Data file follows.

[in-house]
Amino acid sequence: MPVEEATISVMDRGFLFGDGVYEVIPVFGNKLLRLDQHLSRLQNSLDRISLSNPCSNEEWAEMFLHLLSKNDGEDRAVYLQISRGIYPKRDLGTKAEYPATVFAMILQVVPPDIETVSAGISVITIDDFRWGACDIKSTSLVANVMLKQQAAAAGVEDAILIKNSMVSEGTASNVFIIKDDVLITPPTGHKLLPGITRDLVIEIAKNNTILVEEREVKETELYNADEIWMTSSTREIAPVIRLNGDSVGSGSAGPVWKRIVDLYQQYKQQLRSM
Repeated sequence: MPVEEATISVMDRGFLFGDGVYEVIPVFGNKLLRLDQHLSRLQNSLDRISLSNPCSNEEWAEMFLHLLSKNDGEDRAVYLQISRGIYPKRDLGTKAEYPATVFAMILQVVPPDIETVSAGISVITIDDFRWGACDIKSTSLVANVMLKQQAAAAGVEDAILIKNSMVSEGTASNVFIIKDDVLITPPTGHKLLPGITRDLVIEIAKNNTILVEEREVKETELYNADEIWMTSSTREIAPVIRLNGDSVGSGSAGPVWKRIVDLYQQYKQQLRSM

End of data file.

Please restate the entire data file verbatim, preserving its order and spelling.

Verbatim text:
[in-house]
Amino acid sequence: MPVEEATISVMDRGFLFGDGVYEVIPVFGNKLLRLDQHLSRLQNSLDRISLSNPCSNEEWAEMFLHLLSKNDGEDRAVYLQISRGIYPKRDLGTKAEYPATVFAMILQVVPPDIETVSAGISVITIDDFRWGACDIKSTSLVANVMLKQQAAAAGVEDAILIKNSMVSEGTASNVFIIKDDVLITPPTGHKLLPGITRDLVIEIAKNNTILVEEREVKETELYNADEIWMTSSTREIAPVIRLNGDSVGSGSAGPVWKRIVDLYQQYKQQLRSM
Repeated sequence: MPVEEATISVMDRGFLFGDGVYEVIPVFGNKLLRLDQHLSRLQNSLDRISLSNPCSNEEWAEMFLHLLSKNDGEDRAVYLQISRGIYPKRDLGTKAEYPATVFAMILQVVPPDIETVSAGISVITIDDFRWGACDIKSTSLVANVMLKQQAAAAGVEDAILIKNSMVSEGTASNVFIIKDDVLITPPTGHKLLPGITRDLVIEIAKNNTILVEEREVKETELYNADEIWMTSSTREIAPVIRLNGDSVGSGSAGPVWKRIVDLYQQYKQQLRSM